- 2 tablespoons kecap manis (sweet Indonesian soy sauce)
- 2 tablespoons Worcestershire sauce
- 3 ½ fl oz light soy sauce
- 2 tablespoons vegetable oil
- 10 ½ oz boneless, skinless chicken breast, cut into 1.5 cm cubes
- 14 oz fresh egg noodles
- 7 oz mustard greens, roughly chopped
- 3 ½ oz bean sprouts
- 2 spring onions (scallions), thinly sliced, to garnish
- 2 tablespoons Fried Red Asian Shallots, to garnish
- 4 garlic cloves, peeled
- 4 red Asian shallots, peeled
- 1 teaspoon ground coriander
- 1 ¼ in piece of turmeric, peeled and sliced
- 1 ¼ in piece of fresh ginger, peeled and sliced
- 4 candlenuts
- ½ cup vegetable oil
- 1 ¾ oz chicken skin (ask your local butcher), chopped into small pieces
- 2 garlic cloves, diced
- ½ in piece of fresh ginger, peeled and sliced
- ½ teaspoon ground white pepper
- ½ teaspoon ground coriander
- 7 oz red Asian shallots, finely sliced
- 4 cups vegetable oil
To make the chicken skin oil, heat the vegetable oil in a small saucepan to 170°C (325°F), or until a cube of bread dropped into the oil browns in 20 seconds. Add the chicken skin to the pan and fry until crispy. Add the garlic, ginger, white pepper and ground coriander, reduce the heat to low and gently fry for 10–15 minutes, or until the garlic is lightly golden. Strain and set aside.
Combine the kecap manis, worcestershire sauce and soy sauce in a small bowl and mix together well. Set aside.
To make the fried red Asian shallots, wash the sliced shallots under cold water, then dry them with a cloth and set them aside on paper towels until completely dry. Heat the vegetable oil in a wok to 180°C (350°F), or until a cube of bread dropped into the oil browns in 15 seconds. Fry the shallots in small batches until they turn golden brown, then remove with a slotted spoon to a paper towel. They are best eaten freshly fried, but will keep for up to 2 days in an airtight container. Makes 7 oz.
To make the spice paste, blend the garlic, shallots, coriander, turmeric, ginger and candlenuts together into a fine paste in a food processor.
Make the Egg Noodles
Heat the vegetable oil in a wok or frying pan over a medium–high heat, add the spice paste and saute for 2 minutes, until fragrant. Add the cubed chicken and stir-fry for 3–4 minutes, or until the chicken pieces are cooked through.
Meanwhile, bring a saucepan of water to the boil. Divide the egg noodles into four portions and blanch each separately in the boiling water for 20 seconds, then remove and refresh in iced water – this allows the noodles to develop a nice firmness. Return them to the boiling water for 10 seconds, then divide them between four serving bowls. Drizzle 1 tablespoon of chicken oil and 2 tablespoons of the kecap manis and soy sauce mixture over each noodle portion and mix well to ensure the noodles are evenly coated.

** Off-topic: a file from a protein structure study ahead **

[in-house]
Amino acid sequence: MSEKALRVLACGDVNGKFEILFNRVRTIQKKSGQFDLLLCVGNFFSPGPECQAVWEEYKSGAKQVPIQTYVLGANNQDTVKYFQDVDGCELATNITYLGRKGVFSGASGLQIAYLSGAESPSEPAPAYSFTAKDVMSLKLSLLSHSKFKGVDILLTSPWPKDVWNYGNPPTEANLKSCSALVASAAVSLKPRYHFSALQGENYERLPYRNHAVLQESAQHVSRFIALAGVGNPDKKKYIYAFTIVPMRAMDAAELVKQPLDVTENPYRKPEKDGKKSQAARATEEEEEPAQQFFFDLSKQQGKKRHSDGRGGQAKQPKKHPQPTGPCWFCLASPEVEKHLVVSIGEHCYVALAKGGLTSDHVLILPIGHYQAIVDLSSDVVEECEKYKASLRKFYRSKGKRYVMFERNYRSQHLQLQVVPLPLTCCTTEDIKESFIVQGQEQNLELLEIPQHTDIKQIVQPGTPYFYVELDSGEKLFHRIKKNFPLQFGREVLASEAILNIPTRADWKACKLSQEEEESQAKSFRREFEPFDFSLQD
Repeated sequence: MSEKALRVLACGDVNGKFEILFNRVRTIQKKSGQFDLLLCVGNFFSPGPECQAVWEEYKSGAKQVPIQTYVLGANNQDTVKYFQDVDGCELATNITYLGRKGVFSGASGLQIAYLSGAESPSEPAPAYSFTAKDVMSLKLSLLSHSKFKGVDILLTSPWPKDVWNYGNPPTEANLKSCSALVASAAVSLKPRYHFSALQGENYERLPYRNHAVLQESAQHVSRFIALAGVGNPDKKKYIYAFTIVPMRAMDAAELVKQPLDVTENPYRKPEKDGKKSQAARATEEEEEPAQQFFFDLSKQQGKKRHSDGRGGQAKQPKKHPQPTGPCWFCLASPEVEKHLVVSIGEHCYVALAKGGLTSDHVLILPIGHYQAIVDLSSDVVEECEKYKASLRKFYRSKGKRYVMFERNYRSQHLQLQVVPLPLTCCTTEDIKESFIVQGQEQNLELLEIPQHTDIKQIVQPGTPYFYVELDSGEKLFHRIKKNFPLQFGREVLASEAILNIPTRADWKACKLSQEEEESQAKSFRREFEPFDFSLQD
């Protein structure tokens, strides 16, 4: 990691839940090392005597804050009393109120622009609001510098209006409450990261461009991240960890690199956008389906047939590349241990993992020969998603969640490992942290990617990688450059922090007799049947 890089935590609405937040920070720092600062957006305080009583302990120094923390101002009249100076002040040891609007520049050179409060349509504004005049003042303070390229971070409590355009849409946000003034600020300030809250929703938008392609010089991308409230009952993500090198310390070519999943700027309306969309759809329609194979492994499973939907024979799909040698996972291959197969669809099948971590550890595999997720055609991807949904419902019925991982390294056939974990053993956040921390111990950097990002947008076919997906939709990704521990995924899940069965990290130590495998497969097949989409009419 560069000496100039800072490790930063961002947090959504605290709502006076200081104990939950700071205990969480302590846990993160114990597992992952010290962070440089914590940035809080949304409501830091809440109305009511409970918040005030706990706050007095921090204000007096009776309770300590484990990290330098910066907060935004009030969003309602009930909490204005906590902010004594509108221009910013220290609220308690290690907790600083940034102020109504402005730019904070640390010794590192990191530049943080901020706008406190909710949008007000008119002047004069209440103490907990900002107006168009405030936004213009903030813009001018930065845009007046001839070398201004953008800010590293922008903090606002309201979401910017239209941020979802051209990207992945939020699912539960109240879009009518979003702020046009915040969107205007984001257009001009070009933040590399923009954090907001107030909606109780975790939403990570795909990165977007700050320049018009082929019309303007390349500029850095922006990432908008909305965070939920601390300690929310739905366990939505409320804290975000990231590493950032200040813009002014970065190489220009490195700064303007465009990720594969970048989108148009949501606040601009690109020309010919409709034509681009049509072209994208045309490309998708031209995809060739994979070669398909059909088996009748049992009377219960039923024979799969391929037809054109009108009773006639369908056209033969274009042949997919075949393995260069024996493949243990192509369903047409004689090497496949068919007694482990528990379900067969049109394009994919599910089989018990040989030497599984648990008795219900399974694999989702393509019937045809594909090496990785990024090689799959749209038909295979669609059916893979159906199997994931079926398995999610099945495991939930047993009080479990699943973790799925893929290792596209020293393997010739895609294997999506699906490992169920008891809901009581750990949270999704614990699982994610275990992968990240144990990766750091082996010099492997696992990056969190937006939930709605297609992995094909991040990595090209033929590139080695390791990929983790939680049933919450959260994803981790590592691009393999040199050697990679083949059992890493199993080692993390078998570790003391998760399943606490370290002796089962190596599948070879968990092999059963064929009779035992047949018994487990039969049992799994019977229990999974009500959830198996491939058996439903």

Briefly blanch the mustard greens and bean sprouts in the boiling water, then drain and divide between the four noodle bowls. Spoon over the chicken, garnish with the sliced spring onion and fried shallots and serve. Serves 4.
About this recipe
“This dish is incredibly popular not just in Jakarta but also throughout the country, as well as throughout the greater South-East Asian region. I find a busy stall on Jalan Sabang run by lots of men; I’m attracted by the cook preparing the fresh, yellow egg noodles and the way he’s cooking them. He has a huge pot of boiling water in which he briefly blanches them and then he literally chucks them high into the air to get rid of all the water. It’s very theatrical and entertaining and the whole process is over in about a minute. The hot noodles go into bowls with a bit of chicken skin oil (don’t be tempted to omit it when you make this as it gives heaps of flavour and helps separate the noodles). There are lots of ingredients here but don’t be put off by this, as this dish is fantastic. The addition of mustard greens and bean sprouts make it a perfect meal in a bowl.
These are a common ingredient across Asia, where they are sprinkled over salads and rice porridge, used in stuffings and as a garnish for all manner of soup, noodle and rice dishes. Cook these in small batches for the best results and don't throw out the oil. It has a rich flavour and can be used in your cooking.” – Luke Nguyen
MUSTARD GREENS: Part of the brassica family, mustard greens belong to the same genus as the plants that produce mustard seeds, and have a similarly strong flavor. They are often preserved as a salty pickle, which is readily available from Asian supermarkets.
CANDLENUTS: A relative of macadamia nuts that resembles them in appearance and in texture, candlenuts are used in Malaysian and Indonesian cuisine as a thickener and a texture enhancer in curries and other dishes. Eaten cooked only (as raw they are slightly toxic and taste bitter), they are often pounded or ground into pastes before being added to curries, sambals or stews.
KECAP MANIS: An Indonesian sweetened aromatic soy sauce, which has a dark color, a thick, syrupy consistency and a unique, pronounced, sweet and somewhat molasses-like flavor. It is used in marinades, as a condiment or as an ingredient in Indonesian cooking. The sweetness comes from palm sugar; other flavorings include garlic and star anise.
Recipes and excerpts used with permission from Luke Nguyen’s Street Food Asia, by Luke Nguyen. Photography by Alan Benson.